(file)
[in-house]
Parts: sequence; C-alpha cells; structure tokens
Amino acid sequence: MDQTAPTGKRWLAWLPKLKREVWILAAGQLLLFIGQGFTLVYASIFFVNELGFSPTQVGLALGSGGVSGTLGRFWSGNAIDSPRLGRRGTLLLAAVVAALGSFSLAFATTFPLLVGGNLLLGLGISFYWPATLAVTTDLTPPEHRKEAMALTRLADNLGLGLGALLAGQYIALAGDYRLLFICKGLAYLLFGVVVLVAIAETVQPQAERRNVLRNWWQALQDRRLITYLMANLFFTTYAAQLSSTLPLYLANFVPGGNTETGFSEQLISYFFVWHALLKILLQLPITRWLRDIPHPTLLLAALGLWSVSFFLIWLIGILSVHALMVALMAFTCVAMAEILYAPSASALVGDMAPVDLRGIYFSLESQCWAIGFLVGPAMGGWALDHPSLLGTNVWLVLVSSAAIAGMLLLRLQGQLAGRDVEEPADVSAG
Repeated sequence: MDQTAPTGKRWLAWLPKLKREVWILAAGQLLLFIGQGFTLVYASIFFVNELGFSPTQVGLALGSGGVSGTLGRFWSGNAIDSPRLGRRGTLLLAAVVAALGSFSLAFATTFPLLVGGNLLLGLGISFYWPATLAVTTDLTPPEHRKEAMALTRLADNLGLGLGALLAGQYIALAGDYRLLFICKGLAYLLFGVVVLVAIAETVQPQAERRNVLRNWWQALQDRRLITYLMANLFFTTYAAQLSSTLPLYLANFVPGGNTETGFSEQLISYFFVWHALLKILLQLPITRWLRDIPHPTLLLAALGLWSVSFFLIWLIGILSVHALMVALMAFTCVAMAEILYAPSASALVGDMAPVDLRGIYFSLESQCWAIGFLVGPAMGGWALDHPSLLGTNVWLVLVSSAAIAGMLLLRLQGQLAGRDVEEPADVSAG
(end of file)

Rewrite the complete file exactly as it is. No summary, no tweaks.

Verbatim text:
[in-house]
Parts: sequence; C-alpha cells; structure tokens
Amino acid sequence: MDQTAPTGKRWLAWLPKLKREVWILAAGQLLLFIGQGFTLVYASIFFVNELGFSPTQVGLALGSGGVSGTLGRFWSGNAIDSPRLGRRGTLLLAAVVAALGSFSLAFATTFPLLVGGNLLLGLGISFYWPATLAVTTDLTPPEHRKEAMALTRLADNLGLGLGALLAGQYIALAGDYRLLFICKGLAYLLFGVVVLVAIAETVQPQAERRNVLRNWWQALQDRRLITYLMANLFFTTYAAQLSSTLPLYLANFVPGGNTETGFSEQLISYFFVWHALLKILLQLPITRWLRDIPHPTLLLAALGLWSVSFFLIWLIGILSVHALMVALMAFTCVAMAEILYAPSASALVGDMAPVDLRGIYFSLESQCWAIGFLVGPAMGGWALDHPSLLGTNVWLVLVSSAAIAGMLLLRLQGQLAGRDVEEPADVSAG
Repeated sequence: MDQTAPTGKRWLAWLPKLKREVWILAAGQLLLFIGQGFTLVYASIFFVNELGFSPTQVGLALGSGGVSGTLGRFWSGNAIDSPRLGRRGTLLLAAVVAALGSFSLAFATTFPLLVGGNLLLGLGISFYWPATLAVTTDLTPPEHRKEAMALTRLADNLGLGLGALLAGQYIALAGDYRLLFICKGLAYLLFGVVVLVAIAETVQPQAERRNVLRNWWQALQDRRLITYLMANLFFTTYAAQLSSTLPLYLANFVPGGNTETGFSEQLISYFFVWHALLKILLQLPITRWLRDIPHPTLLLAALGLWSVSFFLIWLIGILSVHALMVALMAFTCVAMAEILYAPSASALVGDMAPVDLRGIYFSLESQCWAIGFLVGPAMGGWALDHPSLLGTNVWLVLVSSAAIAGMLLLRLQGQLAGRDVEEPADVSAG